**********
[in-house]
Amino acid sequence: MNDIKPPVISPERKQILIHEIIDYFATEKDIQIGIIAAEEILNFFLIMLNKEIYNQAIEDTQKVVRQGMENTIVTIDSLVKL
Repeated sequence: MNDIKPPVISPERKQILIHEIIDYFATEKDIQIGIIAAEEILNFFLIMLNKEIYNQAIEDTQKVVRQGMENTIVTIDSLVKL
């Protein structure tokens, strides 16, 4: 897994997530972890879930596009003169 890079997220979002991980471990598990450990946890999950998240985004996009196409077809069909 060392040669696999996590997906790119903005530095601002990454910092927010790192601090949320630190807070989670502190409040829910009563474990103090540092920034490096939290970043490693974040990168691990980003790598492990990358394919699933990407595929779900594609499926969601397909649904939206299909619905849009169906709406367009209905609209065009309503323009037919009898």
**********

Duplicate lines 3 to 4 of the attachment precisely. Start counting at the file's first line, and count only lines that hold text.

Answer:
Repeated sequence: MNDIKPPVISPERKQILIHEIIDYFATEKDIQIGIIAAEEILNFFLIMLNKEIYNQAIEDTQKVVRQGMENTIVTIDSLVKL
């Protein structure tokens, strides 16, 4: 897994997530972890879930596009003169 890079997220979002991980471990598990450990946890999950998240985004996009196409077809069909 060392040669696999996590997906790119903005530095601002990454910092927010790192601090949320630190807070989670502190409040829910009563474990103090540092920034490096939290970043490693974040990168691990980003790598492990990358394919699933990407595929779900594609499926969601397909649904939206299909619905849009169906709406367009209905609209065009309503323009037919009898």